Thread: Measuring stuff
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Old 05-18-2020, 06:21 PM   #9 (permalink)
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Testing can be very easy and cheap.

I've previously measured the downforce created by the rear wing on my Insight by measuring suspension deflection. But, because the wing is mounted on the rear hatch, I thought I'd try an even simpler method.

I placed some springs on the rubber bump mounts of the hatch...

..and then placed a vertical, marked piece of wood inside the car, near the vertical part of the hatch. I placed a piece of tape on the rear glass, aligning it at the zero mark.

The vertical scale and mark were visible in the rear vision mirror.

I then drove the car, altering the wing angle against a bubble level scale for each test....

...until I could see in the rear vision mirror when the wing caused the maximum compression of the hatch on the springs.

Back home, I then added weights to the wing until the compression was the same as the maximum recorded on the road.

So an easy way of measuring:

(1) best wing angle for maximum downforce
(2) the actual amount of of downforce created by the wing

And on the Honda?

(1) 0 to minus 5 degrees reference angle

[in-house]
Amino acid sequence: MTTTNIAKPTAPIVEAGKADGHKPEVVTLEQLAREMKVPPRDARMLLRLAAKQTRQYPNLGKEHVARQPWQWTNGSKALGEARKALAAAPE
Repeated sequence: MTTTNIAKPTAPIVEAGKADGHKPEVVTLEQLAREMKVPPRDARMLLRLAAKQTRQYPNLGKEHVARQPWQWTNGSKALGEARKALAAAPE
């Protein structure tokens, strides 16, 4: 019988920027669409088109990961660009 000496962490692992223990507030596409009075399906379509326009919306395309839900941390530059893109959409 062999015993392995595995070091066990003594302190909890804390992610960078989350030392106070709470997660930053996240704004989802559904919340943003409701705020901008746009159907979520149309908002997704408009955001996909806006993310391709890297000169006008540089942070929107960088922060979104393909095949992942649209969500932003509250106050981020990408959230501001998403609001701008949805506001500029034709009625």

(2) 8kg downforce at 100 km/h (18lb at 62mph)

Off topic addition:

Once you have real, measured data, you can then apply theory with some confidence.

Aero forces go up with the square of the speed. So at 150 km/h (air speed, remember, so that could be 130 km/h road speed and a 20 km/h headwind), the rear downforce created by the wing has increased to (150/100)^2, or 2.25 times. That is, it has increased from 8 to 18kg.

Given that I am already gaining true downforce from the undertray, the wing adds 'too much of a good thing' - especially when its downwards force is behind the rear axle line (and so helping to lift the front).

Therefore, I typically run with the wing producing little or no downwards force. (But it is still needed to hold the fins vertical.)

(And at 200 km/h and set for maximum downforce? 32kg (70lb). And that would definitely be too much of a good thing!)
Modifying the Aerodynamics of Your Road Car

"Your book is unique! It was high time that someone covered vehicle aerodynamics through the practical eyes of someone like you." - Dr Wolf-Heinrich Hucho, the founder of modern vehicle aerodynamics

Last edited by JulianEdgar; 05-18-2020 at 06:53 PM..
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